The Swedish Museum of Architecture
From sketches to blueprints
Since 1998, the Swedish Museum of Architecture has been housed in the Royal Navy's old drill house on Skeppsholmen. Designed by naval architect Fredrik Blom, the building dates from the early 1850s and provided sailors with a place to practise their sabre and bayonet technique all year round. Mock-ups of ships were even built to practise targeting and shooting cannon. Around 1950 the drill house became home to the newly formed Moderna Museet, which hosted a number of notable exhibitions on modern art, particularly during the 1950s and 1960s.
When Spanish architect Rafael Moneo's new building for Moderna Museet was opened in February 1998, the Museum of Architecture moved into the former drill house instead. Today Moderna Museet and the Museum of Architecture have a joint entrance, as well as sharing other facilities such as the bookshop, foyer, auditorium, restaurant and a café honouring the drill house's architect – Café Blom.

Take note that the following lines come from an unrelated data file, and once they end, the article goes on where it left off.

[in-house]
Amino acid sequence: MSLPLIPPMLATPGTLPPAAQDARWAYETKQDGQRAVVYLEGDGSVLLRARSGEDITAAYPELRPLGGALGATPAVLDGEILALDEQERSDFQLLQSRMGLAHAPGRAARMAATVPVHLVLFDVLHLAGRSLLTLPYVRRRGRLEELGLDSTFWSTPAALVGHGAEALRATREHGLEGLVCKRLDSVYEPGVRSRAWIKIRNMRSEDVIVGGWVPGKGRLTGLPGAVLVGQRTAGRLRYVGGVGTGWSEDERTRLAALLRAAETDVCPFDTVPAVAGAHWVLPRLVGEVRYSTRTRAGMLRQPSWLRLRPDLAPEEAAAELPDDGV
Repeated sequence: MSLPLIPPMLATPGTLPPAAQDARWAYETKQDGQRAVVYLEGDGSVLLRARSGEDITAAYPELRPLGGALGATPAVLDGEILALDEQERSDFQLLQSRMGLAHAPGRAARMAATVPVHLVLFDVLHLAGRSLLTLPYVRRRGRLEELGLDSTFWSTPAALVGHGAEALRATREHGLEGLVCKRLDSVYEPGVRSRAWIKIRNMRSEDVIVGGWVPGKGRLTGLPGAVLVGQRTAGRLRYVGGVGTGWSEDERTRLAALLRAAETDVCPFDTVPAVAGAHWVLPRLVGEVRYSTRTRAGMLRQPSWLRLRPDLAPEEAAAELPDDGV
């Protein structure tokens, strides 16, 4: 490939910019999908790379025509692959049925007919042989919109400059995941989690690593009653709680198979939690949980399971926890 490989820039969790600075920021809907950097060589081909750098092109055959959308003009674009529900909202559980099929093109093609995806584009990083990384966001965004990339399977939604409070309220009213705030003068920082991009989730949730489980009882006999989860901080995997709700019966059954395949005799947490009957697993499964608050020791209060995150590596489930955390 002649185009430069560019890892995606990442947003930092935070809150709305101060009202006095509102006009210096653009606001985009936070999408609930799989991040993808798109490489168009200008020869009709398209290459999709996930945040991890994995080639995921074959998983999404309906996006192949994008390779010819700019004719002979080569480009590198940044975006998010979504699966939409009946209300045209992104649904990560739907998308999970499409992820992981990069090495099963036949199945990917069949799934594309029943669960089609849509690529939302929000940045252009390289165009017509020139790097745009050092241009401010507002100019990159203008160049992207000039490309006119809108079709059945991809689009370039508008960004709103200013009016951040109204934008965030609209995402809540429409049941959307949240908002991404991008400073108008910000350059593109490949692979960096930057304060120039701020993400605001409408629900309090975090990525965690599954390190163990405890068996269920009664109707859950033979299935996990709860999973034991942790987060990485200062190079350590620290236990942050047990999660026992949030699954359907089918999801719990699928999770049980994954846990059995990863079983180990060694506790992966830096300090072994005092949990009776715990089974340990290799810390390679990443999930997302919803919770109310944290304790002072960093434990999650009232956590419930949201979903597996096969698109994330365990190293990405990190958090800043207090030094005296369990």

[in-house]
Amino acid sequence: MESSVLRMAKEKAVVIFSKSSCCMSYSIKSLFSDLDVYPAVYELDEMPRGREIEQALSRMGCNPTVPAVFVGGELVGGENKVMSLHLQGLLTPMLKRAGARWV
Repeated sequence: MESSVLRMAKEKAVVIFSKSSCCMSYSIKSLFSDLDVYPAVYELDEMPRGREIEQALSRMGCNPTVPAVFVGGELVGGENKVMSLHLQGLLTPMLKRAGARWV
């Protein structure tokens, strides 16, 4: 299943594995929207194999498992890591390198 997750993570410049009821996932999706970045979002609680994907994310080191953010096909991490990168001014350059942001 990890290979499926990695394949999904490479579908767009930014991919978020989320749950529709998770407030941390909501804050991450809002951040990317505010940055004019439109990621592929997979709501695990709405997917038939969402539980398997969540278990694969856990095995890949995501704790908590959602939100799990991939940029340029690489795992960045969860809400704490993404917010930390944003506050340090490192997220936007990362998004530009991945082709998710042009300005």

The Museum of Architecture's collections include plans, models and photographs, providing a rich source of knowledge on architecture, interior design and civil engineering in Sweden. Around 500 architects are represented at the museum.
The building is part of our shared cultural heritage. The National Property Board looks after it, but it is the museum that keeps the building alive. Information on exhibitions and activities can be found on the museum's website.
- Wheelchair ramp
Opening hours. Things to see and do:
Place on map
111 49 Stockholm